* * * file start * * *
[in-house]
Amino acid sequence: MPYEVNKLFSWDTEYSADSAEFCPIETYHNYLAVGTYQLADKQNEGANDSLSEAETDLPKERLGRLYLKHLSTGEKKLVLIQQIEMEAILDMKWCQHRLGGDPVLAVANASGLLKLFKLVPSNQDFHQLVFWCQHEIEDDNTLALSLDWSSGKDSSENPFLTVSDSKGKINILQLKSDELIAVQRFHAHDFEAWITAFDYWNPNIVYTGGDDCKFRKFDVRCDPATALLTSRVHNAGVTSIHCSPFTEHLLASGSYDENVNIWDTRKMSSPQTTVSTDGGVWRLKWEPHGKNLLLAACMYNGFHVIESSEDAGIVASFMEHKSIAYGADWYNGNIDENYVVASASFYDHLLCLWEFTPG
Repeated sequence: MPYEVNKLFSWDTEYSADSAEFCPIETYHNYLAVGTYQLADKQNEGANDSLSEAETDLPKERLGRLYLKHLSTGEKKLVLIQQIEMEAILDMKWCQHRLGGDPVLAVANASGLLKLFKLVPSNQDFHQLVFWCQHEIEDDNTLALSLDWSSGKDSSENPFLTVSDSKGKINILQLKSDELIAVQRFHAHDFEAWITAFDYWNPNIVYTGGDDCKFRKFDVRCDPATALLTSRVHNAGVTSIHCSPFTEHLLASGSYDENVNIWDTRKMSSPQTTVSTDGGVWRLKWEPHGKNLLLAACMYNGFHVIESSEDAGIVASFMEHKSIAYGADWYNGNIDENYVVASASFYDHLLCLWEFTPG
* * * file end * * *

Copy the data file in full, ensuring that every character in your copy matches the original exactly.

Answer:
[in-house]
Amino acid sequence: MPYEVNKLFSWDTEYSADSAEFCPIETYHNYLAVGTYQLADKQNEGANDSLSEAETDLPKERLGRLYLKHLSTGEKKLVLIQQIEMEAILDMKWCQHRLGGDPVLAVANASGLLKLFKLVPSNQDFHQLVFWCQHEIEDDNTLALSLDWSSGKDSSENPFLTVSDSKGKINILQLKSDELIAVQRFHAHDFEAWITAFDYWNPNIVYTGGDDCKFRKFDVRCDPATALLTSRVHNAGVTSIHCSPFTEHLLASGSYDENVNIWDTRKMSSPQTTVSTDGGVWRLKWEPHGKNLLLAACMYNGFHVIESSEDAGIVASFMEHKSIAYGADWYNGNIDENYVVASASFYDHLLCLWEFTPG
Repeated sequence: MPYEVNKLFSWDTEYSADSAEFCPIETYHNYLAVGTYQLADKQNEGANDSLSEAETDLPKERLGRLYLKHLSTGEKKLVLIQQIEMEAILDMKWCQHRLGGDPVLAVANASGLLKLFKLVPSNQDFHQLVFWCQHEIEDDNTLALSLDWSSGKDSSENPFLTVSDSKGKINILQLKSDELIAVQRFHAHDFEAWITAFDYWNPNIVYTGGDDCKFRKFDVRCDPATALLTSRVHNAGVTSIHCSPFTEHLLASGSYDENVNIWDTRKMSSPQTTVSTDGGVWRLKWEPHGKNLLLAACMYNGFHVIESSEDAGIVASFMEHKSIAYGADWYNGNIDENYVVASASFYDHLLCLWEFTPG